Comment: Abstract follows:

Doravirine seeks to address the limitations of the currently available NNRTIs: avoidance of neuropsychiatric side effects, no food requirements or concerns re co-administration with antacids/PPIs, fewer drug-drug interactions and a once daily option with a higher genetic barrier to resistance than efavirenz or rilpivirine.

83.8% (321/383) of subjects on the doravirine arm had an undetectable viral load at week 48 when compared to the darunavir/r arm  79.9% (306/383). When comparing this to the phase II F/TAF/BIC versus F/TAF/DTG data presented earlier this session (97% and 91% respectively), I wonder what role doravirine will play in the treatment naïve setting. Ideally a treatment naïve phase III trial comparing doravirine to an integrase inhibitor such as dolutegravir would help to answer this question. 

Perhaps it will find a place as a once daily salvage option?

 

45LB DORAVIRINE IS NON-INFERIOR TO DARUNAVIR/R IN PHASE 3 TREATMENT-NAIVE TRIAL AT WEEK 48

Jean-Michel Molina et al

Background: Doravirine (DOR) is a novel non-nucleoside reverse transcriptase inhibitor (NNRTI) with once-daily dosing and potent in vitro activity against the most common NNRTI resistant variants (K103N, Y181C, G190A). In a phase 2b study, DOR 100 mg once daily (QD) demonstrated similar efficacy to efavirenz, with favourable safety and tolerability through Week 48.

Methods: DRIVE-FORWARD is an ongoing, phase 3, multicenter, double-blind, non-inferiority trial in antiretroviral treatment-naive adults with HIV-1 infection and pre-treatment HIV-1 RNA 1,000 c/mL. Participants were stratified by screening HIV-1 RNA ( or >100,000 c/mL) and investigator-selected NRTI backbone therapy (TDF/FTC or ABC/3TC) and randomized in a 1:1 ratio to receive DOR 100 mg QD or darunavir 800 mg with ritonavir 100 mg (DRV/r) QD, in combination with the selected NRTI, for up to 96 weeks. The primary endpoint was the proportion (%) of participants achieving HIV-1 RNA <50 c/mL at Week 48 (NC=F, FDA Snapshot approach) with predefined non-inferiority margin of 10%. A secondary objective was to evaluate the effects of DOR and DRV/r on fasting serum lipids.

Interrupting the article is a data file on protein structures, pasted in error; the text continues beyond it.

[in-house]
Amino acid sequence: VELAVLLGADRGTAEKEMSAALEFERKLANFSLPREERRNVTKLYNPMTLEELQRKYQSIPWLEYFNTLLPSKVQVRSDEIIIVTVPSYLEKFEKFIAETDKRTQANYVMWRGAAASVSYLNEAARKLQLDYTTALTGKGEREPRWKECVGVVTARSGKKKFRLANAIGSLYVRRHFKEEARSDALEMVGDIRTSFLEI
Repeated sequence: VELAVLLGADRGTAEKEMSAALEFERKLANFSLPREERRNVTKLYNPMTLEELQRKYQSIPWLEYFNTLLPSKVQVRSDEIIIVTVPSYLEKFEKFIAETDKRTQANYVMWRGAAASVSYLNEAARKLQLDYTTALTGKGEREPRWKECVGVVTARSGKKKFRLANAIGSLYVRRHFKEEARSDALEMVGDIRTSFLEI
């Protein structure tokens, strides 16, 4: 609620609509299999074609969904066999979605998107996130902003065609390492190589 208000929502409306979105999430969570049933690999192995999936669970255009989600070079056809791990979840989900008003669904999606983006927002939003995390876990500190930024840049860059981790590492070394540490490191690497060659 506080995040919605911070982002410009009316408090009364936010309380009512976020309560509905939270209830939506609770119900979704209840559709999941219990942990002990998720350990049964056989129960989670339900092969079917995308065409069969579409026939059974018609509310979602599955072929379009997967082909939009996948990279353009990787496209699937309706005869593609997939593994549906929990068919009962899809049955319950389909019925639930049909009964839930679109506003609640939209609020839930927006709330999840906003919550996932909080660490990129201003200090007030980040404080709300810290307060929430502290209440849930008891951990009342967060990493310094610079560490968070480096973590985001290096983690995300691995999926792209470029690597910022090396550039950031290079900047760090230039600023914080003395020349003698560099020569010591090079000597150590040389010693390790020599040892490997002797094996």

Results: Of 769 participants randomized, 766 (383 in each group) received study drug and were included in the efficacy and safety analyses (mean age 35.2 years, 84% male, 73% white, 87% on TDF/FTC). DOR was non-inferior to DRV/r on the primary endpoint, with 83.8% (321/383) and 79.9% (306/383), respectively, achieving HIV-1 RNA <50 c/mL at Week 48 (difference 3.9%, 95% CI [-1.6, 9.4]). In the subgroup with baseline HIV-1 RNA >100,000 c/mL, 81.0% (64/79) on DOR and 76.4% (55/72) on DRV/r achieved HIV-1 RNA <50 c/mL at Week 48 (OF approach). Adverse event rates (overall, serious, drug-related, and leading to treatment discontinuation) were similar across treatment groups. The most common drug-related AEs (>5% in one or more treatment groups) were diarrhea (5.5%, 12.8%), nausea (6.5%, 7.6%), and headache (6.0%, 2.6%) for DOR and DRV/r, respectively. Fasting LDL-C and non-HDL-C were reduced by DOR and increased by DRV/r (see table) with statistically significant treatment differences (p<0.0001).

Conclusion: At Week 48, DOR demonstrated potent efficacy and was non-inferior to DRV/r on a background of 2 NRTIs in HIV-1 treatment-naive adults. Efficacy was similar regardless of baseline HIV-1 RNA. DOR was generally safe and well-tolerated with a superior lipid profile for fasting LDL-C and non-HDL-C compared to DRV/r.